65 Holds such an enmity with blood of man
66 That swift as quicksilver it courses through
67 The natural gates and alleys of the body,
68 And with a sudden vigor doth posset
69 And curd, like eager droppings into milk,
70 The thin and wholesome blood: so did it mine;
71 And a most instant tetter bark'd about,
72 Most lazar-like, with vile and loathsome crust,
73 All my smooth body.
74 Thus was I, sleeping, by a brother's hand
75 Of life, of crown, of queen, at once dispatch'd:
76 Cut off even in the blossoms of my sin,
77 Unhousel'd, disappointed, unanel'd,
78 No reckoning made, but sent to my account
79 With all my imperfections on my head:
80 O, horrible! O, horrible! most horrible!
81 If thou hast nature in thee, bear it not;
82 Let not the royal bed of Denmark be
83 A couch for luxury and damned incest.
84 But, howsoever thou pursuest this act,
85 Taint not thy mind, nor let thy soul contrive
86 Against thy mother aught: leave her to heaven
87 And to those thorns that in her bosom lodge,
88 To prick and sting her. Fare thee well at once!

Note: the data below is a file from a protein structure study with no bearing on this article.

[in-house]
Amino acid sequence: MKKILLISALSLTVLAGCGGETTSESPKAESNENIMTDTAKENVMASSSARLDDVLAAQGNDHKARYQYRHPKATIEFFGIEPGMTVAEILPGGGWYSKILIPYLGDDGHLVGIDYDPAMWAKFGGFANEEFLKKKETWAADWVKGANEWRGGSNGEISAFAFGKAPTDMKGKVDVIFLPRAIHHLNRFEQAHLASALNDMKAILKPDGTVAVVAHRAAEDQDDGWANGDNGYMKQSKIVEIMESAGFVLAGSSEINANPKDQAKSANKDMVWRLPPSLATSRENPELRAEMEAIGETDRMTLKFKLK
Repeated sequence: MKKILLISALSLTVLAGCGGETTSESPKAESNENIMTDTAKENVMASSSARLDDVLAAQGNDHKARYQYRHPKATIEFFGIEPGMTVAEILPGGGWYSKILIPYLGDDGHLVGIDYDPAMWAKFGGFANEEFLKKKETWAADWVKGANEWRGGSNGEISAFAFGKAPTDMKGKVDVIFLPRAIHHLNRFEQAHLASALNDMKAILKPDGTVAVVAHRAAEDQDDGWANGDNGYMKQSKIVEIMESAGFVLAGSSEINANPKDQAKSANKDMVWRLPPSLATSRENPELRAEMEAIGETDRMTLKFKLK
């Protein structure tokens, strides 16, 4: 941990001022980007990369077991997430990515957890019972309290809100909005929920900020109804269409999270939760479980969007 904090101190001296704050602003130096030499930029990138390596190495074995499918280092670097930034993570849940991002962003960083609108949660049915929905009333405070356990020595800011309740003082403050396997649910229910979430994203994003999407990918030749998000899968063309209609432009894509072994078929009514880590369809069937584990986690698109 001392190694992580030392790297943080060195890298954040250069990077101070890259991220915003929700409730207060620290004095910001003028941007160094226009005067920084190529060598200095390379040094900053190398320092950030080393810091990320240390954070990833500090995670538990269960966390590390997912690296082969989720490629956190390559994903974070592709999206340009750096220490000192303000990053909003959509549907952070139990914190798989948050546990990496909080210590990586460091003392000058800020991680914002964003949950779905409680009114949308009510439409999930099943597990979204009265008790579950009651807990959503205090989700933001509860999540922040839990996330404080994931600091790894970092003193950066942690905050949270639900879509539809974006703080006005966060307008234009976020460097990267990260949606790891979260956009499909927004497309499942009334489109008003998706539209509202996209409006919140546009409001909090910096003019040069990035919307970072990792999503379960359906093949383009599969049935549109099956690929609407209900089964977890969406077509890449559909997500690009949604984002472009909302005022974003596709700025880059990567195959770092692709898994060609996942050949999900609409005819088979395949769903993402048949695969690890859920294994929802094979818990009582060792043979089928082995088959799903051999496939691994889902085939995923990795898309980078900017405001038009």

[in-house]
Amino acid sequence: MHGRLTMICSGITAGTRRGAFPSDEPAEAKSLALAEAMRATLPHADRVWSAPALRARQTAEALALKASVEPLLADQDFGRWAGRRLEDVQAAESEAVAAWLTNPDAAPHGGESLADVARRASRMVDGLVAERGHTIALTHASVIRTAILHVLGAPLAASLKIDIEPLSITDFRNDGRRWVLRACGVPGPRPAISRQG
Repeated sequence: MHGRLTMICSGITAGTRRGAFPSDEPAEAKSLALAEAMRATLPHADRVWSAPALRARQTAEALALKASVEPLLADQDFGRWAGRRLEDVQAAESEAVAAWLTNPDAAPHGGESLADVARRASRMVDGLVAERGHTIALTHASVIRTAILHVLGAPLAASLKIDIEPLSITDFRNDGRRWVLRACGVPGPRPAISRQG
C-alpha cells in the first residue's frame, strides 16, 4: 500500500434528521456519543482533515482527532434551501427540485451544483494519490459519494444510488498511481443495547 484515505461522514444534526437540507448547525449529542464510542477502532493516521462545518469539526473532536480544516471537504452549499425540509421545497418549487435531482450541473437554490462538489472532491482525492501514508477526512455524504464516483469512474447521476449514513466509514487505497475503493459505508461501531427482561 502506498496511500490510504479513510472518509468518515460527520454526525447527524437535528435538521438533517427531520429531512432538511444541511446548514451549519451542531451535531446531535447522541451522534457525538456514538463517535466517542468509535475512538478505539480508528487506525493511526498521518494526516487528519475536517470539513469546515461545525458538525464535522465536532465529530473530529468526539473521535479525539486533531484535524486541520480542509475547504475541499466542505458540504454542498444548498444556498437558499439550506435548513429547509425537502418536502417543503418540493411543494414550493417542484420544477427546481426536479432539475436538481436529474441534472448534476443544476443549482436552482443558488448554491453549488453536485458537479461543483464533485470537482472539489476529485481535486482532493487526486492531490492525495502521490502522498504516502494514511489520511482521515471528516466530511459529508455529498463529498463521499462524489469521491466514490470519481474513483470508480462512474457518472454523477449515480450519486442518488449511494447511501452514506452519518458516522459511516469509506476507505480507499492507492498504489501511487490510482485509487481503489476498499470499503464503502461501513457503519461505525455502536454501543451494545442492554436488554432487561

89 The glow-worm shows the matin to be near,
90 And 'gins to pale his uneffectual fire:
91 Adieu, adieu, adieu! Remember me.
92 O all you host of heaven! O earth! what else?
93 And shall I couple hell? O, fie! Hold, hold, my heart;
94 And you, my sinews, grow not instant old,
95 But bear me stiffly up. Remember thee!
96 Ay, thou poor Ghost, while memory holds a seat
97 In this distracted globe. Remember thee!
98 Yea, from the table of my memory
99 I'll wipe away all trivial fond records,
100 All saws of books, all forms, all pressures past,
101 That youth and observation copied there;
102 And thy commandment all alone shall live
103 Within the book and volume of my brain,
104 Unmix'd with baser matter: yes, by heaven!
105 O most pernicious woman!
106 O villain, villain, smiling, damned villain!
107 My tablesmeet it is I set it down,
108 That one may smile, and smile, and be a villain;
109 At least I'm sure it may be so in Denmark:
113 My lord, my lord
113 Lord Hamlet
113 Heavens secure him!
114 So be it!
115 Illo, ho, ho, my lord!
116 Hillo, ho, ho, boy! come, bird, come.
117 How is't, my noble lord?
117 What news, my lord?
118 O, wonderful!
118 Good my lord, tell it.
119 No; you'll reveal it.
120 Not I, my lord, by heaven.